When I was in my early twenties, living on my own in Portland and making my way about town, either on my bike or the bus, I would read the “missed connections/I SAW U” section of my local weeklies (Willamette Week, or Willy Week, or just Willy and The Mercury or Merc). I didn’t have a computer, so I didn’t know about Craigslist or other online sites. I used computers at the time to do occasional research and emailing, but mainly to type up papers for my Portland Community College classes and generally in the college’s communal computer lab.
I valued my cities two weeklies for different reasons; firstly, I could not be bothered to read the paper every flippin’ day, but I could get through the weeklies in enough time before another came out. It helped me feel connected to local politics and entertainment. Secondly, I have always felt the Willy successfully shared the ins and outs of the respectable (or at times, not so respectable) city that I lived in while The Mercury was more about fun, pop culture (local and not) and especially music – which I couldn’t devour fast enough, almost like a
first second love, after going out dancing and drinking with friends. Finally, I’m not going to lie, The Mercury always seemed like more of a hipster* paper anyway, ironically not taking itself too seriously, but secretly totally doing so.
Living so far away from both papers means that I don’t follow either paper as closely as I used to, but for sport my husband and I do, at times, read The Mercury’s “My What A Busy Week“, “I, anonymous” and occasionally the “I Saw U” online for a laugh while eating our weekend brekkies together.
These days, you can find these newspapers totally online (as the links prove above), but potentially even more prevalent is Craigslist. Who needs the Nickel Ads when you have Craigslist? Seriously, I miss having Craigslist so available for entertainment purposes and practicality. Where else can you find people selling the most amazing and random used items or hilariously but equally awkwardly attempting to reconnect with a missed connection!
Craigslist, once the cheap advantage of North Americans has been international for some time…and growing! The closest Craigslist to us however is Frankfurt, which is fine but is a three-hour train ride away. There is also one for Luxembourg, which is closer, but still not so convenient. So, finding entertainment or amazingly cheap finds via the web (or elsewhere for that matter really, as far as the latter is concerned) has been a bit tricky!
Being that it is most prevalent in North America, The United States of America specifically (just guessing, not actually proven scientifically), someone actually did a study on Craigslist “Missed Connections”, no joke! And since I love maps, especially those that can tell us something about The United States, why Americans are so… or how Americans see other Americans and themselves I’m all for it!! Author/researcher Dorothy Gambrell recently published a short article in Psychology Today (46.1 [January-February 2013]: p112) titled, “Missed connections: seen but not spoken to: an atlas of where we’re (almost) finding love.”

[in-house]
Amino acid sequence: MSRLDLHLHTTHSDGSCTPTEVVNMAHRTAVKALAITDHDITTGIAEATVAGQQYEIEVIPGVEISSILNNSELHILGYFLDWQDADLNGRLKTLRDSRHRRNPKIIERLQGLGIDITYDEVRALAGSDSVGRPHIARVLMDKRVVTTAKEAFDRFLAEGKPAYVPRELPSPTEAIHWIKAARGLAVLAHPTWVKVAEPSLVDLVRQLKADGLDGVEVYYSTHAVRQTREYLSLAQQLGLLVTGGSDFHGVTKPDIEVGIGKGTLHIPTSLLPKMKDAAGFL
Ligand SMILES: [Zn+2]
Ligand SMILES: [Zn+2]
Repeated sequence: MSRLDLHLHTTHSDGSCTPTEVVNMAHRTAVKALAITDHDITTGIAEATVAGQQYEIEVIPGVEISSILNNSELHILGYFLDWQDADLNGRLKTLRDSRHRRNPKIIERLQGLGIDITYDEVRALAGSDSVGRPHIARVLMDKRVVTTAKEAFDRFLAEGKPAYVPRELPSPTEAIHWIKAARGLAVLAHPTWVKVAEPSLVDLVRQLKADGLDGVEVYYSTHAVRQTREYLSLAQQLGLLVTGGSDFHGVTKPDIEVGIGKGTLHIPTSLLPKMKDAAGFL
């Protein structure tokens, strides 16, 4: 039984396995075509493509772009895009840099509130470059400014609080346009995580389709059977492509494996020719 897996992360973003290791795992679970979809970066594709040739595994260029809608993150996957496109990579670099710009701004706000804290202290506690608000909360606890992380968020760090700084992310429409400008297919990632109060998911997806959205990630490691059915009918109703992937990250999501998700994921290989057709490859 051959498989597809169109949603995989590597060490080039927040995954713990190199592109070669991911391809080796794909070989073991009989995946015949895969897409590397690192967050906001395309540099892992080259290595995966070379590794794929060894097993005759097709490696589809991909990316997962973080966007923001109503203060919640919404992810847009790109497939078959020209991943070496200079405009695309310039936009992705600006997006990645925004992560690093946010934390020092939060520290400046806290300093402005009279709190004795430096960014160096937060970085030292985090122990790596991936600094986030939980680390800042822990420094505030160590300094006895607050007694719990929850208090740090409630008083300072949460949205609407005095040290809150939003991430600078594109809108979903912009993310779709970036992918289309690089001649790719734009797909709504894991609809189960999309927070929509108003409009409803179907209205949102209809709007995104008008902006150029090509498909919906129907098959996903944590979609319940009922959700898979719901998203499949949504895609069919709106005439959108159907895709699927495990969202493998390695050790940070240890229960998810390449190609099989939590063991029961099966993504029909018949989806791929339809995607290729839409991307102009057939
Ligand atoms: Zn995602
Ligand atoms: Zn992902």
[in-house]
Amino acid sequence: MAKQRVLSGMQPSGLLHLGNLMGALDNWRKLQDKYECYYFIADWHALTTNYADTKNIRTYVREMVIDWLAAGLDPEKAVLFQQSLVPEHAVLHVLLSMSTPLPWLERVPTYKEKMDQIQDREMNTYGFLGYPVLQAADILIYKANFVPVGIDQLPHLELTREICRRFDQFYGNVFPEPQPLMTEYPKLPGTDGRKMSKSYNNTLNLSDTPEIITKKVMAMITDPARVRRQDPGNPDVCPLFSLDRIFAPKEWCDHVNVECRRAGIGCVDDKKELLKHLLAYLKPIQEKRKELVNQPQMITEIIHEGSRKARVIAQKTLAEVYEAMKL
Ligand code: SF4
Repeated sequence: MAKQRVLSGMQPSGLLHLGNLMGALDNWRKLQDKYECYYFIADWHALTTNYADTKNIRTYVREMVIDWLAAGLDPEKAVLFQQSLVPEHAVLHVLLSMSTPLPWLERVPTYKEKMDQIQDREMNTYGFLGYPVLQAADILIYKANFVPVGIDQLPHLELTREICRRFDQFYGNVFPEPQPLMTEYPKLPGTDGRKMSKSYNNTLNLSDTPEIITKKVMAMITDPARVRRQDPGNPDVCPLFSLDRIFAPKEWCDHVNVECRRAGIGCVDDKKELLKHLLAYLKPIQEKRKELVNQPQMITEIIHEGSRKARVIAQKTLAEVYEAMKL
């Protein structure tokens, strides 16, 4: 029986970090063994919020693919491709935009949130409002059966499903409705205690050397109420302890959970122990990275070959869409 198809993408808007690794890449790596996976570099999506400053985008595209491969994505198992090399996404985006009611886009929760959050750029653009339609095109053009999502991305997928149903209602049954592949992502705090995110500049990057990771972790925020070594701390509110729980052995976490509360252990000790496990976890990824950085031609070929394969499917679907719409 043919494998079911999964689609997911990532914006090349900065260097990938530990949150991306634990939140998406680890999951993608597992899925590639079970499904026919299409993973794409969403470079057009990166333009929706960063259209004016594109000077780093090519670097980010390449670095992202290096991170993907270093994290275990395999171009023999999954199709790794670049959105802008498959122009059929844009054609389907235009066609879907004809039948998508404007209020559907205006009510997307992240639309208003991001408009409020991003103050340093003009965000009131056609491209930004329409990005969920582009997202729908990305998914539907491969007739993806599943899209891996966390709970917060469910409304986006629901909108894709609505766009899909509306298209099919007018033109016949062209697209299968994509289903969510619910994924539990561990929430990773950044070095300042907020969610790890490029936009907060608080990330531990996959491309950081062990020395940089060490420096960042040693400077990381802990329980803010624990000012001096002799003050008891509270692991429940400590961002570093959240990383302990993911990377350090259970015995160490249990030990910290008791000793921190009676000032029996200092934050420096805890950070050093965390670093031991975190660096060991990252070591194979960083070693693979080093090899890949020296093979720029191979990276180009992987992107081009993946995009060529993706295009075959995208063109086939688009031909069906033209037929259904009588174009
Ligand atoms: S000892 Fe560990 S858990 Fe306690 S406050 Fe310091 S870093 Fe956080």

According to the article:
Map depicts the most frequently-cited location where a Missed Connection occurred, by region. All data are based on each state’s 100 most recent Missed Connections posted on Craigslist at the time of data collection.
- “The Pacific Northwest breeds girls bold.” – Duh!
- Idaho is the “home of the heterosexual male. ”
- Hawaii is the EXACT opposite to Idaho.
All I can say after viewing the map is:
- In the Pacific Northwest, missed connections via the bus – of course! “Natürlich!”
- Nevada: A casino – no really?! What else is there to do there except be in the deep wilderness if it isn’t too hot?
- To the FOURTEEN (14!!) states that mention Walmart, WTF?! Really? That is kinda sad, especially because of websites like this.
- And finally, an ode to my roots: Yeah to the seven states who look for missed connections at the supermarket!
*Hipster: A few years ago, my husband’s younger brother was married in the Washington D.C. area and my husband was asked to be the officiant, which by the way, terrified their mother because she was so afraid that he would say, “by the power vested in me by the internet.” However, we were able to steal away from the wedding and family excitement to visit a friend of mine from my AmeriCorps*NCCC team living with her husband and daughter near the Politics and Prose Bookstore in Washington D.C. While catching up and having coffee, my friend explained that she thought that my husband and I were “hipsters” but couldn’t necessarily explain why. Both my husband and I thought, “WHAT?! Um, No!” And were otherwise astonished at this revelation. Perhaps when I spent my year with this woman I was a hipster. In fact full disclosure, yeah, I was TOTALLY one in my early 20’s, but NOW?! No way! Oh please, no!